mid April

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Lisa and I had breakfast in the mountains this morning. There was an inch of fresh wet snow that squeaked underfoot. Willow ran rampant. Every track was the first of the day.

We heard the drumming of a Piliated Woodpecker. He was kind enough to pose for a photo and even followed us along on our walk. Willow tried to put the run on him without success. Why would he be bothered by a small, seemingly clumsy fur ball stuck on the ground?

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Once the sun started to burn off the cloud the Pine Siskins and Chickadees started singing, jumping from branch to branch faster than my camera could follow.

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The Ospreys are back. It is amazing how quickly they appear after the ice is off Lake Windermere. They are busy on their nests. Platforms are built on poles around the lake so the hawks won’t build nests on power poles. Many years ago, before the platforms, there were plenty of power outages and fried birds.

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I raked the lawn yesterday and it has almost instantly started to green up. The rhubarb is starting to poke through. Soon we will be cursing the heat. But for now the sun feels good on our faces. Very fine day.

 

 

 

Glimmer

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The world will chisel you down to nothing if you let it. First you think it’s making a masterpiece. Then you can see some mistakes, powerless, with the thought it knows what it’s doing, some people call it destiny, it goes on.

Before long all the chips are on the ground.

Ground down, under the wheel.

But it doesn’t have to be that way. As long as there is a glimmer.

***

I saw two Trumpeter Swans fly over today. Giants of the sky. They stay off because they are vulnerable on land and water. My father tried killing one once. Thinking how much meat there must be on the bone. All he got was a whipping for being home late.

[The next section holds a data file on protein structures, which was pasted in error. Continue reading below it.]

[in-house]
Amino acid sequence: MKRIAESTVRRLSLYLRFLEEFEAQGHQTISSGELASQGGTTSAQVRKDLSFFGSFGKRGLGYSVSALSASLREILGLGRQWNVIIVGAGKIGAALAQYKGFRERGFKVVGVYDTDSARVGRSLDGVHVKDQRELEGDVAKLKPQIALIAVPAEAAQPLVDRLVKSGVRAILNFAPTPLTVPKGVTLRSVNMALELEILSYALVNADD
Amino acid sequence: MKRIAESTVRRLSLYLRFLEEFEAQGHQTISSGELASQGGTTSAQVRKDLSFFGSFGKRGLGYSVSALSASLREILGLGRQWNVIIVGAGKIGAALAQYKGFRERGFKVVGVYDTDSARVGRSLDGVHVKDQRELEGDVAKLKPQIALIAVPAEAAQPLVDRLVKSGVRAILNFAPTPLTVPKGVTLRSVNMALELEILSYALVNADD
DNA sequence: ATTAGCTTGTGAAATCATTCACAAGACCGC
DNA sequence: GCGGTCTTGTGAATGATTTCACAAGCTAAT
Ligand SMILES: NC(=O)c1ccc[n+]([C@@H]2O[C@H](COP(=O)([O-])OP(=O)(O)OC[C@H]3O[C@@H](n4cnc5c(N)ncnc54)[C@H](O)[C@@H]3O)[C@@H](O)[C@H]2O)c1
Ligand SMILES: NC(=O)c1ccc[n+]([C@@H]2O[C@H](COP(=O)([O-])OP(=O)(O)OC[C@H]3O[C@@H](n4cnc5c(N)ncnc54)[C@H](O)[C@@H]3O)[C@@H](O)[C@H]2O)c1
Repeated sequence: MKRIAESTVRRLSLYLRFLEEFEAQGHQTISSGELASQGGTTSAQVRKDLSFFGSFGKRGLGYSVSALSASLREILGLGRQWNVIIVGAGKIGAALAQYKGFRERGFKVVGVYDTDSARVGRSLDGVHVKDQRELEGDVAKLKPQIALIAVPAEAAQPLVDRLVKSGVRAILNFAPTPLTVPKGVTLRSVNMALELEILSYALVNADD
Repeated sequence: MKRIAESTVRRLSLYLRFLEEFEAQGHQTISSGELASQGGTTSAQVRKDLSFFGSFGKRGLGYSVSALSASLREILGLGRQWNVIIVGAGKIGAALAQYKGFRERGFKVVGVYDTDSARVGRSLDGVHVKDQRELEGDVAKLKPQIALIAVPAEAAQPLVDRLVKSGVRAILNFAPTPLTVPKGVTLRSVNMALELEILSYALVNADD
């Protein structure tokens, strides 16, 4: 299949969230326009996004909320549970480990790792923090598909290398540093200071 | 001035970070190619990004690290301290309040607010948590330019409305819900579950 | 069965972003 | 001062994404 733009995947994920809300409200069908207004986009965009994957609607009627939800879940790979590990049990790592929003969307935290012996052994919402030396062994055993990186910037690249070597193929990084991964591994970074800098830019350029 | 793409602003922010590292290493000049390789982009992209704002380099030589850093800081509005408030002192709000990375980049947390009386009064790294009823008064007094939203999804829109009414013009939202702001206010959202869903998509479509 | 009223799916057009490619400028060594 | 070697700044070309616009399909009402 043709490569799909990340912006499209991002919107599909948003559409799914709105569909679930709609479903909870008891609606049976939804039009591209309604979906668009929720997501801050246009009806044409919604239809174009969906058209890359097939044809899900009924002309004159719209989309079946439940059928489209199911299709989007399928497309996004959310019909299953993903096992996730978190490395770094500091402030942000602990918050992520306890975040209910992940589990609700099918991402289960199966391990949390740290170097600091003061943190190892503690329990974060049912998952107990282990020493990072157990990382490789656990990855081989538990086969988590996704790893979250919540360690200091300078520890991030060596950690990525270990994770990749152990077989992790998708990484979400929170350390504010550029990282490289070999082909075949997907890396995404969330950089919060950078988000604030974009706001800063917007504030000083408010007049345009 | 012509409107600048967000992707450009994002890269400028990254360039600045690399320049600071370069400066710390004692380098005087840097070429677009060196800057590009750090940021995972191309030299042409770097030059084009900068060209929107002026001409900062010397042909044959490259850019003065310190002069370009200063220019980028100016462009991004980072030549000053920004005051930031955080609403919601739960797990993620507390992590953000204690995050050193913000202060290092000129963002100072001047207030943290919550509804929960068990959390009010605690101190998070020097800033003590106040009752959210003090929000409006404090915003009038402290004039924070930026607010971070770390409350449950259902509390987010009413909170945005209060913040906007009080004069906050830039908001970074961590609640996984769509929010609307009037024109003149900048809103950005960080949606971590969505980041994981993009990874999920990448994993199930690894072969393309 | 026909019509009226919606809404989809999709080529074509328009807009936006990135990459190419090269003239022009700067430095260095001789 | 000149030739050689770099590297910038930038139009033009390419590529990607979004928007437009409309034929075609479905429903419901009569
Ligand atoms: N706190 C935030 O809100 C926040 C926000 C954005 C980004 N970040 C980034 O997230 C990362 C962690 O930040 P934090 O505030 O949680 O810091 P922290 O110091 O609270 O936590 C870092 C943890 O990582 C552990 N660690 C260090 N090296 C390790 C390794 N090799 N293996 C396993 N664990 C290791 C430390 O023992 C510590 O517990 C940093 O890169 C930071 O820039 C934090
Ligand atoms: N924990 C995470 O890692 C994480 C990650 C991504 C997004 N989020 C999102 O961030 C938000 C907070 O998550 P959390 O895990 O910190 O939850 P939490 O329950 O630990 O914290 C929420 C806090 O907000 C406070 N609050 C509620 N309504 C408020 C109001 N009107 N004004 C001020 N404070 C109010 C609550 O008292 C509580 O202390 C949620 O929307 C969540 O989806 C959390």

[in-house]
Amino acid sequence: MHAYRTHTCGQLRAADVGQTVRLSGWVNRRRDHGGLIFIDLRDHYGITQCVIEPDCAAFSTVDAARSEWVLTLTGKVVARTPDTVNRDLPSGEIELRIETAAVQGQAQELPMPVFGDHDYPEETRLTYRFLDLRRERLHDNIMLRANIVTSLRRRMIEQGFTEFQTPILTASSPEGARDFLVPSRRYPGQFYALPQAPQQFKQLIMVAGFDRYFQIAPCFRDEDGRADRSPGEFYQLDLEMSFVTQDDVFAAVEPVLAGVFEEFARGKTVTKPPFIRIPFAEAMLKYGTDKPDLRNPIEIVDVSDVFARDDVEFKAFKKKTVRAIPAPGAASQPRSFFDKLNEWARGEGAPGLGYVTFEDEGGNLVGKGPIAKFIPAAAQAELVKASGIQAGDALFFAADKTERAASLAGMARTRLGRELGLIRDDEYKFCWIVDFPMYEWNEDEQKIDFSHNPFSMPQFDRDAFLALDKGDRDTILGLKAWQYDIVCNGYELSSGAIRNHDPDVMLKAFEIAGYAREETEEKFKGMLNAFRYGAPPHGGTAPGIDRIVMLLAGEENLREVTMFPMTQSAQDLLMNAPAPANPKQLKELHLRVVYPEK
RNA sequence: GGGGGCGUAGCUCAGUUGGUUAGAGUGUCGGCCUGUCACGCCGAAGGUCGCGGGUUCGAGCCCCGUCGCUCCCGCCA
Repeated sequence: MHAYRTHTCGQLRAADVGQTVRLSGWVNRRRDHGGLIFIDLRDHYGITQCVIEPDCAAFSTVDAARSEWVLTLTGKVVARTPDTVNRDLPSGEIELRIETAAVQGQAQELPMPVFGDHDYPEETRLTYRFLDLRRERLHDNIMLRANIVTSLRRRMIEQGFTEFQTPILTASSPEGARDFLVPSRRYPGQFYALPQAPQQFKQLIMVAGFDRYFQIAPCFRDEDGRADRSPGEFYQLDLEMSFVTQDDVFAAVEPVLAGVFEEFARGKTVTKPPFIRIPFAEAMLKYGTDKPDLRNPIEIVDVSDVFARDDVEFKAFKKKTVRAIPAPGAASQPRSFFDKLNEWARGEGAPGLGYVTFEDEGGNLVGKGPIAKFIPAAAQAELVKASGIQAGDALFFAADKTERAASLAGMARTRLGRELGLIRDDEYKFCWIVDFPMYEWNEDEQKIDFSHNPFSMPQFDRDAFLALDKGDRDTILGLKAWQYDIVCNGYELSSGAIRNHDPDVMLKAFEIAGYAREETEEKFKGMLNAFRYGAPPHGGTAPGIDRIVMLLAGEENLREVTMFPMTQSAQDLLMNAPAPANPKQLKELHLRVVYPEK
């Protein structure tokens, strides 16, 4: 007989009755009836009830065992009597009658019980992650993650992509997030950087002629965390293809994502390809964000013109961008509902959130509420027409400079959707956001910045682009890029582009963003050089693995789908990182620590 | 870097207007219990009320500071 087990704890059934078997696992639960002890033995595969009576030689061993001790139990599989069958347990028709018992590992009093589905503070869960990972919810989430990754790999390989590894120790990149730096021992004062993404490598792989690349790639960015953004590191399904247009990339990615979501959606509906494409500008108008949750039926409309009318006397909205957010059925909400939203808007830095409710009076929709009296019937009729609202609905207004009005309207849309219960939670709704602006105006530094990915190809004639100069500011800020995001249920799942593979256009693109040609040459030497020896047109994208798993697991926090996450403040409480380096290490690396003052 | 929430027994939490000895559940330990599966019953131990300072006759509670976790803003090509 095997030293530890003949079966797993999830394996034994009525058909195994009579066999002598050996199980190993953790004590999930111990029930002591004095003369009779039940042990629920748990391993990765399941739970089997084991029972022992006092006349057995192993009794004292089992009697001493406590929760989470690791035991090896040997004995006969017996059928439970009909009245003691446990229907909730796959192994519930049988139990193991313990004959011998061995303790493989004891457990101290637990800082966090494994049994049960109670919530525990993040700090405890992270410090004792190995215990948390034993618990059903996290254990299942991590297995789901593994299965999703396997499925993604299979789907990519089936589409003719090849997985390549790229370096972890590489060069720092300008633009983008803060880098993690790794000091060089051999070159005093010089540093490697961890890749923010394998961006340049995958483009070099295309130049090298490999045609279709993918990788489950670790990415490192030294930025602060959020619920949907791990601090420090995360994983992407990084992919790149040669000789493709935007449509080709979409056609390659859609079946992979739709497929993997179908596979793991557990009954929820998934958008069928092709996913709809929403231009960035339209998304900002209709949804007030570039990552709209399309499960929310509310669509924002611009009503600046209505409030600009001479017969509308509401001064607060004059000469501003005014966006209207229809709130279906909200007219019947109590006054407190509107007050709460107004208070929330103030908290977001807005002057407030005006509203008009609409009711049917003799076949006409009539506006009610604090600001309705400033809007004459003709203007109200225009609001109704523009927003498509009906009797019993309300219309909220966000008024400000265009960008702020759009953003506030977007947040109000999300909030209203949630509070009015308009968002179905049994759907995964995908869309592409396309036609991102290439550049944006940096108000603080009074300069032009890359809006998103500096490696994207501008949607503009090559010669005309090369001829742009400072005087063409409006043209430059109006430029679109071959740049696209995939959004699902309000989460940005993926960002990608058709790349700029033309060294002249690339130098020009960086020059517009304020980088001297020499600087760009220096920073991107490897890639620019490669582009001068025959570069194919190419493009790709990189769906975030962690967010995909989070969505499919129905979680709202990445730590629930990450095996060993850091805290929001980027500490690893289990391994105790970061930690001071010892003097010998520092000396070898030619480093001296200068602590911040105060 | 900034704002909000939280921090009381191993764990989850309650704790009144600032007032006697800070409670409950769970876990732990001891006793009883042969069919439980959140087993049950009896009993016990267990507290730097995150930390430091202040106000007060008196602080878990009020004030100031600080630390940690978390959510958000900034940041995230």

****

I guy told me today,

‘That’s the vehicle for you.’

It had just gone by.

Driven by a guy with a long manicured greying beard. A hot disinterested young women riding shotgun.

‘It’s a Mercedes, it goes 160,’ he said.

It was an SUV and looked like a breadbox.

‘Miles an hour’, I said.

‘It costs $160,000.’ he said like he was talking to a dummy.

She went in to inquire about timeshare, we watched her every step. 

The guy with the long manicured beard asked the salesman where he could smoke and went to the designated area.

And that’s where he lost our respect.

***

There is a few bashes we take along the way. Better than not taking any at all.

Early

_LME247smWoke up to the sound of Willow throwing-up the stick she ate the day before. She does that sometimes. It was 2:30am. I put her out and cleaned up the mess. I tried to go back to sleep with no success. Since it was clear, we (Willow and I) decided to go for a walk and look at stars. Willow was happy, it took me awhile to get into it. We opted to stay in the valley bottom. The ice is almost entirely off the lake. The Milky Way stretched the length of the lake and was visible regardless of the artificial light. By 7am it was off to work. The days only guarantee would be an early bedtime.

early march

_LME9788A meteor pierces Orion.

Willow and I set out to try and spot zodiacal light. False dusk as it is sometimes referred to. We sat on an eastern ridge. Unfortunately, the light from the valley bottom interfered. We did the only logical thing, headed higher and around, trying to put a range of mountains between us and the light of town. It can be tricky in the snow. Willow was happy with our new perch looking towards Orion. She caught a whiff or sound earlier that made her uneasy, started her barking and tighten the perimeter. In a world that shifts it is lucky to have such a trustworthy companion. Perhaps she was only barking at Orion’s dog Sirius, warning, ‘You are not so big.’

CRW_0023Female Red Crossbill

Earlier in the day I took some lovely pictures of a Hairy Woodpecker beating on a rotten birch. It was pounding the bark off and getting at the frozen bugs hiding in the punky wood. I would have posted a picture or two here if I hadn’t forgot to put a memory card in the camera.

CRW_0025Winter Starlings ducking the chill

The last week we have had snow, cold temperatures and also brilliant days that stay cold but feel warm from the sun higher in the sky. It feels good to be getting some shovelling and plowing in. I took a selfie of myself (strange indeed) with my cell phone. From sweating and breathing deep my hair and beard was covered in frost and my nose had a perfect icicle hanging off it. I thought it was hilarious! Lisa and my daughters said it was gross. Still it seemed only proper that I share it, so I sent it to my grandson Cooper via his mom’s phone. He thought it was very funny and asks his Mom regularly to see the photo over and over again.

CRW_0011Facing skyward